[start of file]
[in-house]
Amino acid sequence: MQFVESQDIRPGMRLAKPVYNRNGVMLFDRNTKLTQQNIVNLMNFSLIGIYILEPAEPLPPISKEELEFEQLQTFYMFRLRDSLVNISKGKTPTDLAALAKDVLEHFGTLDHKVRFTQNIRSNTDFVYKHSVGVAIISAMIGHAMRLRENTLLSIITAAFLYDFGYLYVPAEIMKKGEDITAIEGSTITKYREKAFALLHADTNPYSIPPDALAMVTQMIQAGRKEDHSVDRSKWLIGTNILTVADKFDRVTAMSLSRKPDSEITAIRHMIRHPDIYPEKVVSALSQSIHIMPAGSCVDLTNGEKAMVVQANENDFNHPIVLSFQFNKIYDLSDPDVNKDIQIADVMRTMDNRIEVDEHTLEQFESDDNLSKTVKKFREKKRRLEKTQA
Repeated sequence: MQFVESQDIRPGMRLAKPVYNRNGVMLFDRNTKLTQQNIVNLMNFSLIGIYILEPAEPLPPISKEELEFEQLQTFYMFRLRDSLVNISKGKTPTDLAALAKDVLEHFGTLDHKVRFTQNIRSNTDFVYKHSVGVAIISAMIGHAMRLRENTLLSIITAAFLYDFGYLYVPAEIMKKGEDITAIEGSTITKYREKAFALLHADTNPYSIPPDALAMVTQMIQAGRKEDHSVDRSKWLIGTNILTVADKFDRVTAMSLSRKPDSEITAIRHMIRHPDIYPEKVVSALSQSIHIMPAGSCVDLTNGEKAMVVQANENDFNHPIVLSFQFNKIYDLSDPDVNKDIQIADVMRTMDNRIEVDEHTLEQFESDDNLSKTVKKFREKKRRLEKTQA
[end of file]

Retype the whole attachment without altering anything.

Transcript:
[in-house]
Amino acid sequence: MQFVESQDIRPGMRLAKPVYNRNGVMLFDRNTKLTQQNIVNLMNFSLIGIYILEPAEPLPPISKEELEFEQLQTFYMFRLRDSLVNISKGKTPTDLAALAKDVLEHFGTLDHKVRFTQNIRSNTDFVYKHSVGVAIISAMIGHAMRLRENTLLSIITAAFLYDFGYLYVPAEIMKKGEDITAIEGSTITKYREKAFALLHADTNPYSIPPDALAMVTQMIQAGRKEDHSVDRSKWLIGTNILTVADKFDRVTAMSLSRKPDSEITAIRHMIRHPDIYPEKVVSALSQSIHIMPAGSCVDLTNGEKAMVVQANENDFNHPIVLSFQFNKIYDLSDPDVNKDIQIADVMRTMDNRIEVDEHTLEQFESDDNLSKTVKKFREKKRRLEKTQA
Repeated sequence: MQFVESQDIRPGMRLAKPVYNRNGVMLFDRNTKLTQQNIVNLMNFSLIGIYILEPAEPLPPISKEELEFEQLQTFYMFRLRDSLVNISKGKTPTDLAALAKDVLEHFGTLDHKVRFTQNIRSNTDFVYKHSVGVAIISAMIGHAMRLRENTLLSIITAAFLYDFGYLYVPAEIMKKGEDITAIEGSTITKYREKAFALLHADTNPYSIPPDALAMVTQMIQAGRKEDHSVDRSKWLIGTNILTVADKFDRVTAMSLSRKPDSEITAIRHMIRHPDIYPEKVVSALSQSIHIMPAGSCVDLTNGEKAMVVQANENDFNHPIVLSFQFNKIYDLSDPDVNKDIQIADVMRTMDNRIEVDEHTLEQFESDDNLSKTVKKFREKKRRLEKTQA